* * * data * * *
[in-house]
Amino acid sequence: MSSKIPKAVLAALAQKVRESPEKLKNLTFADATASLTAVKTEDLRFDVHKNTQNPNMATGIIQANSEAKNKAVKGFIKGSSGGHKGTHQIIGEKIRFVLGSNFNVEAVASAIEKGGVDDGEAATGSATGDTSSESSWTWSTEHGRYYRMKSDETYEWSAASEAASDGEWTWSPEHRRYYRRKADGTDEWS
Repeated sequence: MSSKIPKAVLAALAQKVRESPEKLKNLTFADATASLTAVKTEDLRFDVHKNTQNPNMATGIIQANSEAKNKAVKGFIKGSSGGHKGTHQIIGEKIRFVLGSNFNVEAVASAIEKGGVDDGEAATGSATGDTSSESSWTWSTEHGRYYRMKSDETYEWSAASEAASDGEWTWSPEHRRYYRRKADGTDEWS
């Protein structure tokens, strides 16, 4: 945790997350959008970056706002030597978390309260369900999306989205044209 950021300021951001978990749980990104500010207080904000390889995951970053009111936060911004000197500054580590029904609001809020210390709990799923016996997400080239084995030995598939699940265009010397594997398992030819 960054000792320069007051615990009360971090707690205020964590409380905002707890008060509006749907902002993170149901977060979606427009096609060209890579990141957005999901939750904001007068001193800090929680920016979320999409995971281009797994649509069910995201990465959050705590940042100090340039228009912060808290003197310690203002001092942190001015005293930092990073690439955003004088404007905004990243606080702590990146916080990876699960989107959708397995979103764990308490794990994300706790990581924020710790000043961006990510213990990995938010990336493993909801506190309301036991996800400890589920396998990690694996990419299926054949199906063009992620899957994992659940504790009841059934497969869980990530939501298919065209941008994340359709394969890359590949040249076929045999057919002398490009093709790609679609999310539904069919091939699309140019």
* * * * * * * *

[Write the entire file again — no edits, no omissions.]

[in-house]
Amino acid sequence: MSSKIPKAVLAALAQKVRESPEKLKNLTFADATASLTAVKTEDLRFDVHKNTQNPNMATGIIQANSEAKNKAVKGFIKGSSGGHKGTHQIIGEKIRFVLGSNFNVEAVASAIEKGGVDDGEAATGSATGDTSSESSWTWSTEHGRYYRMKSDETYEWSAASEAASDGEWTWSPEHRRYYRRKADGTDEWS
Repeated sequence: MSSKIPKAVLAALAQKVRESPEKLKNLTFADATASLTAVKTEDLRFDVHKNTQNPNMATGIIQANSEAKNKAVKGFIKGSSGGHKGTHQIIGEKIRFVLGSNFNVEAVASAIEKGGVDDGEAATGSATGDTSSESSWTWSTEHGRYYRMKSDETYEWSAASEAASDGEWTWSPEHRRYYRRKADGTDEWS
């Protein structure tokens, strides 16, 4: 945790997350959008970056706002030597978390309260369900999306989205044209 950021300021951001978990749980990104500010207080904000390889995951970053009111936060911004000197500054580590029904609001809020210390709990799923016996997400080239084995030995598939699940265009010397594997398992030819 960054000792320069007051615990009360971090707690205020964590409380905002707890008060509006749907902002993170149901977060979606427009096609060209890579990141957005999901939750904001007068001193800090929680920016979320999409995971281009797994649509069910995201990465959050705590940042100090340039228009912060808290003197310690203002001092942190001015005293930092990073690439955003004088404007905004990243606080702590990146916080990876699960989107959708397995979103764990308490794990994300706790990581924020710790000043961006990510213990990995938010990336493993909801506190309301036991996800400890589920396998990690694996990419299926054949199906063009992620899957994992659940504790009841059934497969869980990530939501298919065209941008994340359709394969890359590949040249076929045999057919002398490009093709790609679609999310539904069919091939699309140019």